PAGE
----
Cannon Movie Tales: Beauty and The Beast
1987

uneven acting and a cast of players who don’t seem entirely sure of their characters give this film the feeling of community theatre. 

Rebecca DeMornay is Beauty, a young woman with a pack of needy siblings (who all look to be in their 40s) and a childlike father (who looks like someone’s sweaty uncle at a barbecue) spends all of her time tending to others, and sing-complaining (it’s a musical, but really shouldn’t be).  After a series of financial disasters, her father sets out to attempt to reverse their fortunes. Upon his arrival at the Beast’s castle (which boasts a fog machines and a robot bird, just for the hell of it) the father,  an indulgent whiner, quickly jumps to the conclusion that the whole shebang is intended for him. Of course, he crosses the Beast and in a few days time is back to deliver Beauty into The Beast’s hands (no one puts up much of a fuss).

Beauty is a wispy, whispery blonde who wavers between painfully servile and strangely saucy.  She trots after her Dream Prince promising to make him happy, but can’t seem to decide whether to be simpering or condescending with her beastly suitor. 

The Beast lurks around the fringes of the film, engaging Beauty at dinner in her room each night, but otherwise keeping to the ramparts or his throne in the fog-machine-chamber. He seems to have the ability to hear and grant wishes, bringing Beauty’s paintings and uh…robot birds and pop-and-locking statuary…to life. The Beast’s acting is more even than the rest of the cast. He’s not especially remarkable, but his costume (codpiece!) and makeup serve well enough. 

The loveliest sequence of the film by far is a short duet in which Beauty fantasizes about dancing with the Prince, and The Beast, alone in his fog chamber, imagines dancing with her…. The songs are simplistic and don’t do much to move the story along. Worse, only John Savage as The Beast is a strong enough singer to carry any of the songs. DeMornay’s Beauty is especially weak.

Overall, it’s a very light adaptation with a few charming effects,  heavy-handed writing, uneven acting, and some singing that really shouldn’t be there. Savage is clearly much happier in Beast makeup than he is as chunky prince in tights (“what? You mean I have to kiss a girl?Gross gross gross!”) and DeMornay…Well, she tries, but the girl just can’t sing.

Cannon Movie Tales: Beauty and The Beast

1987

uneven acting and a cast of players who don’t seem entirely sure of their characters give this film the feeling of community theatre. 

Rebecca DeMornay is Beauty, a young woman with a pack of needy siblings (who all look to be in their 40s) and a childlike father (who looks like someone’s sweaty uncle at a barbecue) spends all of her time tending to others, and sing-complaining (it’s a musical, but really shouldn’t be).  After a series of financial disasters, her father sets out to attempt to reverse their fortunes. Upon his arrival at the Beast’s castle (which boasts a fog machines and a robot bird, just for the hell of it) the father,  an indulgent whiner, quickly jumps to the conclusion that the whole shebang is intended for him. Of course, he crosses the Beast and in a few days time is back to deliver Beauty into The Beast’s hands (no one puts up much of a fuss).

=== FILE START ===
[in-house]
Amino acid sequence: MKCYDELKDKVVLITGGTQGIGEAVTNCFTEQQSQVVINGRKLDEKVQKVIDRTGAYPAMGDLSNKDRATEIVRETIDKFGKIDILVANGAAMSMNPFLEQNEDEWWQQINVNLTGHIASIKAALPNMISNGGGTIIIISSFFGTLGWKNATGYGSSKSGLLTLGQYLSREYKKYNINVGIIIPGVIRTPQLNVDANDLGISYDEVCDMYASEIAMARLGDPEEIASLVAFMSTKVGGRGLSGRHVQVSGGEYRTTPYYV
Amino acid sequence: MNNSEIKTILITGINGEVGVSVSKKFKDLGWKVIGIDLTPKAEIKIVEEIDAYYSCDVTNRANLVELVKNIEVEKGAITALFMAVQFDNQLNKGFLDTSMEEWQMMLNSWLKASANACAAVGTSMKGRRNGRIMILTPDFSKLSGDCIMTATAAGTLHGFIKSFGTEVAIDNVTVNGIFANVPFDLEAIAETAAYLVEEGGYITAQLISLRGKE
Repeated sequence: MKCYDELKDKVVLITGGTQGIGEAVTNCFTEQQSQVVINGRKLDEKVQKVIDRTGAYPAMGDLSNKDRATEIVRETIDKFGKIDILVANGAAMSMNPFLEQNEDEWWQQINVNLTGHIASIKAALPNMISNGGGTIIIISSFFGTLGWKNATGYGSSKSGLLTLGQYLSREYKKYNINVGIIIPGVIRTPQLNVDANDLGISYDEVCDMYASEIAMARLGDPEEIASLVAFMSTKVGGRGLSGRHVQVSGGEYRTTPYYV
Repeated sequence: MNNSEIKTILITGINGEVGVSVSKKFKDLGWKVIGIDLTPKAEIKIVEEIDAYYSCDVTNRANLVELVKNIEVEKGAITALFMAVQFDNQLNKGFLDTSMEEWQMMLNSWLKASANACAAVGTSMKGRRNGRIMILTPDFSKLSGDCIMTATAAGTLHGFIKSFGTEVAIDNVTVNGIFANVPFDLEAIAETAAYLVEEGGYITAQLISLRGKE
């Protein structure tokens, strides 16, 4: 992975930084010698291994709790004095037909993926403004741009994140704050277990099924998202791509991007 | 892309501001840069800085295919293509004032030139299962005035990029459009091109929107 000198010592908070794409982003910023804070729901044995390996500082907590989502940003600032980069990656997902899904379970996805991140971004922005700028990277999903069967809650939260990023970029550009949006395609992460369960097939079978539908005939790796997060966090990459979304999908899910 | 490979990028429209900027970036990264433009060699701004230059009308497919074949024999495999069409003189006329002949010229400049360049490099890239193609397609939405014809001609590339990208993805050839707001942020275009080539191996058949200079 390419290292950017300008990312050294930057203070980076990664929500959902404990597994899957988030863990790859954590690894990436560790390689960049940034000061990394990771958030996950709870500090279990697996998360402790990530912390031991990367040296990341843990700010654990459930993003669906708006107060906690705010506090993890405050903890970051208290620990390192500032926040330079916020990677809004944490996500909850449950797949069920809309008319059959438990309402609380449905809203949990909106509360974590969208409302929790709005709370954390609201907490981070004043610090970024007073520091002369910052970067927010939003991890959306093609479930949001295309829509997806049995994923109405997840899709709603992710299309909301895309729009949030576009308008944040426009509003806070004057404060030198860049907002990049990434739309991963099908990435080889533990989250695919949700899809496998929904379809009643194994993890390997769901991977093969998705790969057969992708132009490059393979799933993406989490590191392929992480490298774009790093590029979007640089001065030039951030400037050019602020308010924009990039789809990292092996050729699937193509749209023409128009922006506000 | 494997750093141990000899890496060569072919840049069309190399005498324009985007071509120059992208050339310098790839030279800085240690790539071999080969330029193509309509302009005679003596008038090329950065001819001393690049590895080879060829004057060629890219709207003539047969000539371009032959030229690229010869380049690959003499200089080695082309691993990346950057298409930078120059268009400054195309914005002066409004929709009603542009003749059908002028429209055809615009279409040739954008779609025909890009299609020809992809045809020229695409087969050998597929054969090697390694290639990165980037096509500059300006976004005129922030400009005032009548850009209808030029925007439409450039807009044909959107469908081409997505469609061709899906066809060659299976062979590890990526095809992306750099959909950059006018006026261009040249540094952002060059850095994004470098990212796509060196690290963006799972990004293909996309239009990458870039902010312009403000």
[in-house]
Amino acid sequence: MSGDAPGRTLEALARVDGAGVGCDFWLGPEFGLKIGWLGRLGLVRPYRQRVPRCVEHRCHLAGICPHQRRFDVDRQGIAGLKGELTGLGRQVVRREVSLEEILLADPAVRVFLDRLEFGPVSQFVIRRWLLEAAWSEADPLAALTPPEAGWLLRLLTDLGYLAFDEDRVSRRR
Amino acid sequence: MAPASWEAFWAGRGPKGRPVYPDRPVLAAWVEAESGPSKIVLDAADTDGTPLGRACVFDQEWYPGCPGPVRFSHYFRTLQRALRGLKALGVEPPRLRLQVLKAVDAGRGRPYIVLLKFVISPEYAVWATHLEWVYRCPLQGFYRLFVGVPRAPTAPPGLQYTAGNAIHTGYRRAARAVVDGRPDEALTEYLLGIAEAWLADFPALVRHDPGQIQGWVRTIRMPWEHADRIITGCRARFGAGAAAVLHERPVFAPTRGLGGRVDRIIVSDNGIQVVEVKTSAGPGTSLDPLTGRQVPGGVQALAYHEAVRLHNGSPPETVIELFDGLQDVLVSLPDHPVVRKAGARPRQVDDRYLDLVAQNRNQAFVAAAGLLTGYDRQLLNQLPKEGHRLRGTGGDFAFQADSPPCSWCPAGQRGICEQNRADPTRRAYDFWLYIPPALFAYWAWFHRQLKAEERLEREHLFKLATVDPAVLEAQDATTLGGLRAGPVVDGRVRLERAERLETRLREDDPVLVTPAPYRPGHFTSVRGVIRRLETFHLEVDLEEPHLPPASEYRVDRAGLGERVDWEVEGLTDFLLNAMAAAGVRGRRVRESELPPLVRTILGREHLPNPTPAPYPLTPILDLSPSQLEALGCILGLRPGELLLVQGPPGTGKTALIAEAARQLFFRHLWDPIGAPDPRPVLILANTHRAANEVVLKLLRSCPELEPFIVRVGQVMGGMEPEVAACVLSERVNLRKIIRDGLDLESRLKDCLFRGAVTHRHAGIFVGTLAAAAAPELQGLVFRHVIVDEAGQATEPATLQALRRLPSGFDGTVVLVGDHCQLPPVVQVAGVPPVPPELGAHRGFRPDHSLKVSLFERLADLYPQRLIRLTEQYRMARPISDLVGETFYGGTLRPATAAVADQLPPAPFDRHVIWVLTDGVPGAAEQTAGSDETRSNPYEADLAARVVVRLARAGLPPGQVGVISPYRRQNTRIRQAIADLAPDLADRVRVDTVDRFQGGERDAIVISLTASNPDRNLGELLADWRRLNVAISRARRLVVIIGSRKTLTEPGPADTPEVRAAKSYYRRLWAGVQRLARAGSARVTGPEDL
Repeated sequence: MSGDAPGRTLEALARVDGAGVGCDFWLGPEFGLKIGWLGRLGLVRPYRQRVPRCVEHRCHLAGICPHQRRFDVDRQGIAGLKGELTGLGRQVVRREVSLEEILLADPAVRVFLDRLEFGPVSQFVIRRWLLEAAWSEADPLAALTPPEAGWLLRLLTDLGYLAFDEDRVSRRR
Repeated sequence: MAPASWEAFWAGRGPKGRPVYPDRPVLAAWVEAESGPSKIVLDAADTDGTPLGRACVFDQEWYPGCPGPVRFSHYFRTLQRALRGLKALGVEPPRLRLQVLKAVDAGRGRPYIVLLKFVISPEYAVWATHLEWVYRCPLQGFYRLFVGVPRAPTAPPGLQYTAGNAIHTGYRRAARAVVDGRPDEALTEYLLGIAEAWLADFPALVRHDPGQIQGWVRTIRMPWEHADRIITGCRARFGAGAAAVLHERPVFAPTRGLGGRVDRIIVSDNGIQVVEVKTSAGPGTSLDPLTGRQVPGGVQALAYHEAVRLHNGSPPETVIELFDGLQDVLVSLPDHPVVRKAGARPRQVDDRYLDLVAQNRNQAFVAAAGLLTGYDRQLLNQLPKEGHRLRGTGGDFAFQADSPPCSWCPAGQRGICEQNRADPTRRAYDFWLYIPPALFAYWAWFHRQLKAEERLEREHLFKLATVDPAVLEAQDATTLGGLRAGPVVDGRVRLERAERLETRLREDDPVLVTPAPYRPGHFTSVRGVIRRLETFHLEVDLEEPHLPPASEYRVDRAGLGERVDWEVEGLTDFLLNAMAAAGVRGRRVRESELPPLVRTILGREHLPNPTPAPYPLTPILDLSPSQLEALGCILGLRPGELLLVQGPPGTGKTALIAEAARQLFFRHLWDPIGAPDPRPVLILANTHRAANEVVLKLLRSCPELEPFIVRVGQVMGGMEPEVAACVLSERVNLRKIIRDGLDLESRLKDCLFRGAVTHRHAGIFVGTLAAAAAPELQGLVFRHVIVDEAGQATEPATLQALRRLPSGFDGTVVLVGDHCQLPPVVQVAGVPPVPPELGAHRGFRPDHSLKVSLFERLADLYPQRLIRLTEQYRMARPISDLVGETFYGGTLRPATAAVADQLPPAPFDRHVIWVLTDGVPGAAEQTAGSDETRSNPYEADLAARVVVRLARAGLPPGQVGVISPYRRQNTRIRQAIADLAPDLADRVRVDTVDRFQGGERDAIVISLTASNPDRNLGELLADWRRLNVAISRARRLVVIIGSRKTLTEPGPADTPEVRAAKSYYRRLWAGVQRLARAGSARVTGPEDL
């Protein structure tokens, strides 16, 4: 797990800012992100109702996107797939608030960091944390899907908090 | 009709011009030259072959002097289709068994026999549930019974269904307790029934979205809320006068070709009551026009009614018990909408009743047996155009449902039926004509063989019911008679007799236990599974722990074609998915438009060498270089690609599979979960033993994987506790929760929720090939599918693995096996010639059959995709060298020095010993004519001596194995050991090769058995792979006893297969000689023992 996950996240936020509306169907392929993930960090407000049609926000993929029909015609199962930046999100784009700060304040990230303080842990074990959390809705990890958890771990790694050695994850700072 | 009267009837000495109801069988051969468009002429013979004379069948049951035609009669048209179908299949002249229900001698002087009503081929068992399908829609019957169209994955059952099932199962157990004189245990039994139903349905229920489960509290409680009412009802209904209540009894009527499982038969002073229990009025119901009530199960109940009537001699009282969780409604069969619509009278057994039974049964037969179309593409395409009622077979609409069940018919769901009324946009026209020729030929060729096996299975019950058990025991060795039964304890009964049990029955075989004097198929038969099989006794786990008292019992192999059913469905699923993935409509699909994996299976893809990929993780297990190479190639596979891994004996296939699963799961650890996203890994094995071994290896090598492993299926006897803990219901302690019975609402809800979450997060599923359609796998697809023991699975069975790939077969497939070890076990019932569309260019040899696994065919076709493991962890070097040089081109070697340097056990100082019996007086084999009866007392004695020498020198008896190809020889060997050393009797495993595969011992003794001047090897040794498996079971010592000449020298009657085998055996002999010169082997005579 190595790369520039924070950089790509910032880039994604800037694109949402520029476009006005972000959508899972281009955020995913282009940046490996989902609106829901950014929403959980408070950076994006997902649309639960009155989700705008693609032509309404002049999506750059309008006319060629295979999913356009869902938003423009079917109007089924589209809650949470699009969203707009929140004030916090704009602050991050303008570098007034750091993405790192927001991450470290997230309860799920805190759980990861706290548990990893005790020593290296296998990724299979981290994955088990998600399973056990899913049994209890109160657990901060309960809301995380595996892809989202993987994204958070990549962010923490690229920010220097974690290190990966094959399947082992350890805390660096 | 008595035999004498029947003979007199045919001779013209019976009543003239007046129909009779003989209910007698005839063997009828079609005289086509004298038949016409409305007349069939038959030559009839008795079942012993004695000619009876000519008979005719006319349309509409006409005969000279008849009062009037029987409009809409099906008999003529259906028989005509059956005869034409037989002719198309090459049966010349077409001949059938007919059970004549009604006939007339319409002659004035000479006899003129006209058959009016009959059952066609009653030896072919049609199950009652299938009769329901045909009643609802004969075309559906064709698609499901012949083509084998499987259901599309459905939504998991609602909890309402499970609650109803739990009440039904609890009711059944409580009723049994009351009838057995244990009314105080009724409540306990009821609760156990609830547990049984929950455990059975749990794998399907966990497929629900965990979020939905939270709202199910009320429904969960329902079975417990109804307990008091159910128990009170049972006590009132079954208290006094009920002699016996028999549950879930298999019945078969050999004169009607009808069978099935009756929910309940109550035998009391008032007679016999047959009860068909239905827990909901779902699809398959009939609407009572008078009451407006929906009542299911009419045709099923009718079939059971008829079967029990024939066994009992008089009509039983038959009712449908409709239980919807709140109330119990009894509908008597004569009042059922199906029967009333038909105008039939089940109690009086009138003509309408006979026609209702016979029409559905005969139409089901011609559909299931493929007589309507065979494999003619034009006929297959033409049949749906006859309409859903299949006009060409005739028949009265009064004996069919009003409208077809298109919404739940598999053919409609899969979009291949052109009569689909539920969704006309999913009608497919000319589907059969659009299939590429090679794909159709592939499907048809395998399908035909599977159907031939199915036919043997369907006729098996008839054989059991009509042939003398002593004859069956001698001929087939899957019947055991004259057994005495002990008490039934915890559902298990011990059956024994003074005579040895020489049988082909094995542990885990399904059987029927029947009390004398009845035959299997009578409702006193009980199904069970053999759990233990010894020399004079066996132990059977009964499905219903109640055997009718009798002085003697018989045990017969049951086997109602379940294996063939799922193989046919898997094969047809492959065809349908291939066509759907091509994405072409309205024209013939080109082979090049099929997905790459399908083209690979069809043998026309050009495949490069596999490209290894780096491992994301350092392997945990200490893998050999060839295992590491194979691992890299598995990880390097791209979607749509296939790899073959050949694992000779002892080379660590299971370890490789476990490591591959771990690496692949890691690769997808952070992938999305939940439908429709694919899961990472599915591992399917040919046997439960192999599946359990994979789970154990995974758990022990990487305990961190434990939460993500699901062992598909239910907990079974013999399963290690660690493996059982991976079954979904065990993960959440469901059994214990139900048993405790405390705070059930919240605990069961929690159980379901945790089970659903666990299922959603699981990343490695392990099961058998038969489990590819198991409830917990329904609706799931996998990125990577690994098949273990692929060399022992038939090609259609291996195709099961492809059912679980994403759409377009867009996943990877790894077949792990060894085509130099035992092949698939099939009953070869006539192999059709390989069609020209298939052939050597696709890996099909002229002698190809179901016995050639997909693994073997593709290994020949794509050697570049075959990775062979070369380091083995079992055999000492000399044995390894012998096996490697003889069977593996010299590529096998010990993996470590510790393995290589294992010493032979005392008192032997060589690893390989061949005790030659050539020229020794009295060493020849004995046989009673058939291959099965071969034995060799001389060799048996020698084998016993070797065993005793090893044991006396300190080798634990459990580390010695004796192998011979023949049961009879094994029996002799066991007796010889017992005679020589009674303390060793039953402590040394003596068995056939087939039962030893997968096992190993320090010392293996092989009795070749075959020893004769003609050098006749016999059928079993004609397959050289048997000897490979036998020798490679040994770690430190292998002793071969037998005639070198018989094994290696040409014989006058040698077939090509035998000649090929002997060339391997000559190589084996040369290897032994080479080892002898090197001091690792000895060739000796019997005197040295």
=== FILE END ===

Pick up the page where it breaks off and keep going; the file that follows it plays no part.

Beauty is a wispy, whispery blonde who wavers between painfully servile and strangely saucy.  She trots after her Dream Prince promising to make him happy, but can’t seem to decide whether to be simpering or condescending with her beastly suitor. 

The Beast lurks around the fringes of the film, engaging Beauty at dinner in her room each night, but otherwise keeping to the ramparts or his throne in the fog-machine-chamber. He seems to have the ability to hear and grant wishes, bringing Beauty’s paintings and uh…robot birds and pop-and-locking statuary…to life. The Beast’s acting is more even than the rest of the cast. He’s not especially remarkable, but his costume (codpiece!) and makeup serve well enough. 

The loveliest sequence of the film by far is a short duet in which Beauty fantasizes about dancing with the Prince, and The Beast, alone in his fog chamber, imagines dancing with her…. The songs are simplistic and don’t do much to move the story along. Worse, only John Savage as The Beast is a strong enough singer to carry any of the songs. DeMornay’s Beauty is especially weak.

Overall, it’s a very light adaptation with a few charming effects,  heavy-handed writing, uneven acting, and some singing that really shouldn’t be there. Savage is clearly much happier in Beast makeup than he is as chunky prince in tights (“what? You mean I have to kiss a girl?Gross gross gross!”) and DeMornay…Well, she tries, but the girl just can’t sing.